Sometimes we learn the most about education by seeing it through the eyes of the people outside of it, as evidenced by guest blogger Alex Kajitani.

The Boston Consulting Group picks up where they left off Wednesday and closes out the week with a few more lessons on the "how" of education reform.

The Boston Consulting Group takes a step back to reflect on some of the lessons learned from over a decade of working with dozens of districts, states and schools.

By way of brief introduction, BCG is a global management consulting firm. But what, exactly, does a private consulting firm do with public schools and districts?

The Brown II decision was not only a critical moment for American education in 1955, but it also continues to shape the framework for how we deliver education to over 50 million students today in new and innovative ways.

As the demography of our schools continues to change, exploring other models and methods to make educational freedom a reality for more American schoolchildren is essential for keeping the spirit of Brown alive.

In advance of Gerard Robinson's event on Brown v. Board, the AEI scholar discusses the impact of the decision 60 years on.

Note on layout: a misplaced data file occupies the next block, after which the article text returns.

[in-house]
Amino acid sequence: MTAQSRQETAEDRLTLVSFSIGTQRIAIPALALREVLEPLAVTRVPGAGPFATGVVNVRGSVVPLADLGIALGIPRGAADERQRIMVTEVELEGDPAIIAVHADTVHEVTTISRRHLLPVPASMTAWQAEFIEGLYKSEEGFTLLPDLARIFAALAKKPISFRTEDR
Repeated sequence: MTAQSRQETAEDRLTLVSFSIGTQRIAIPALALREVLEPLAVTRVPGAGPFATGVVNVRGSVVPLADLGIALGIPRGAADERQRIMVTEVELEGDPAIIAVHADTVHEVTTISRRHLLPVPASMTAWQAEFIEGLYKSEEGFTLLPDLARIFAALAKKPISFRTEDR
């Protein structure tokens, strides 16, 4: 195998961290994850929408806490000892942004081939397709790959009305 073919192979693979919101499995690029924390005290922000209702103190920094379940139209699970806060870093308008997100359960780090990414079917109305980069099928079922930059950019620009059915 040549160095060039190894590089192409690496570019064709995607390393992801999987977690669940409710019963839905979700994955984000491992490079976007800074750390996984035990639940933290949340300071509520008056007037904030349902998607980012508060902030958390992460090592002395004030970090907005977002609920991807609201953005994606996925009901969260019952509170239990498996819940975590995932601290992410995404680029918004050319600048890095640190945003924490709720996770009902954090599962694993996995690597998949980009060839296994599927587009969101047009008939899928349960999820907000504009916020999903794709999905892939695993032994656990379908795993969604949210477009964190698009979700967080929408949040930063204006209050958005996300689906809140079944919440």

While I buckle down writing my new book for the next month, I hope you'll enjoy the great guest-blogger lineup on RHSU.

In the United States, we celebrate wealth, fame, and beauty over brainpower, but Ridley Scott's recent film The Martian stands out as a rare example of pop culture that celebrates smart.

My school reform friends get frustrated with me because they think I'm a naysayer. The reality is, it's more complicated than that.

The opinions expressed in Rick Hess Straight Up are strictly those of the author(s) and do not reflect the opinions or endorsement of Editorial Projects in Education, or any of its publications.

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